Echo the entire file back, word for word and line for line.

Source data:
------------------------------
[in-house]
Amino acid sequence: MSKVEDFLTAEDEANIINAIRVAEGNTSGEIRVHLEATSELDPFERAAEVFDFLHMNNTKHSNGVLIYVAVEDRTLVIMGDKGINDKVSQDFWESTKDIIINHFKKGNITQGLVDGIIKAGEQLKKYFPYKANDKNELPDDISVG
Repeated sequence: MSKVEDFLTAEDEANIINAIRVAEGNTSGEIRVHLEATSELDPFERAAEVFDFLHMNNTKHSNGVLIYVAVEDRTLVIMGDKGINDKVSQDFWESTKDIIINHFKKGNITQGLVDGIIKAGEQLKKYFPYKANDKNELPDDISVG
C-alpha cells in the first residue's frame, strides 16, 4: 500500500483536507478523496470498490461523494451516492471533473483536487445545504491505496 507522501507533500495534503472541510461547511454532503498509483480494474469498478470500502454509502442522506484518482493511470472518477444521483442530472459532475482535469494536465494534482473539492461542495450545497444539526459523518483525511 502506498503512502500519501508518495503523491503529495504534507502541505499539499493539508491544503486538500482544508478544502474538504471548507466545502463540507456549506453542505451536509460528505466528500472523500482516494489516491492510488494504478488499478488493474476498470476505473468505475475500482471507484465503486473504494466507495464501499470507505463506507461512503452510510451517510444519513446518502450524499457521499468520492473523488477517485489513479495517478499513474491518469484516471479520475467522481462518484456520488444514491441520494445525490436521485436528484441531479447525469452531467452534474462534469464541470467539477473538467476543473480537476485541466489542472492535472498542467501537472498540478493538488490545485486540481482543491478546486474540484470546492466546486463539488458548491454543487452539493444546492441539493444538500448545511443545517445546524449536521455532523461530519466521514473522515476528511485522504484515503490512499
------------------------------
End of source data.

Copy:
[in-house]
Amino acid sequence: MSKVEDFLTAEDEANIINAIRVAEGNTSGEIRVHLEATSELDPFERAAEVFDFLHMNNTKHSNGVLIYVAVEDRTLVIMGDKGINDKVSQDFWESTKDIIINHFKKGNITQGLVDGIIKAGEQLKKYFPYKANDKNELPDDISVG
Repeated sequence: MSKVEDFLTAEDEANIINAIRVAEGNTSGEIRVHLEATSELDPFERAAEVFDFLHMNNTKHSNGVLIYVAVEDRTLVIMGDKGINDKVSQDFWESTKDIIINHFKKGNITQGLVDGIIKAGEQLKKYFPYKANDKNELPDDISVG
C-alpha cells in the first residue's frame, strides 16, 4: 500500500483536507478523496470498490461523494451516492471533473483536487445545504491505496 507522501507533500495534503472541510461547511454532503498509483480494474469498478470500502454509502442522506484518482493511470472518477444521483442530472459532475482535469494536465494534482473539492461542495450545497444539526459523518483525511 502506498503512502500519501508518495503523491503529495504534507502541505499539499493539508491544503486538500482544508478544502474538504471548507466545502463540507456549506453542505451536509460528505466528500472523500482516494489516491492510488494504478488499478488493474476498470476505473468505475475500482471507484465503486473504494466507495464501499470507505463506507461512503452510510451517510444519513446518502450524499457521499468520492473523488477517485489513479495517478499513474491518469484516471479520475467522481462518484456520488444514491441520494445525490436521485436528484441531479447525469452531467452534474462534469464541470467539477473538467476543473480537476485541466489542472492535472498542467501537472498540478493538488490545485486540481482543491478546486474540484470546492466546486463539488458548491454543487452539493444546492441539493444538500448545511443545517445546524449536521455532523461530519466521514473522515476528511485522504484515503490512499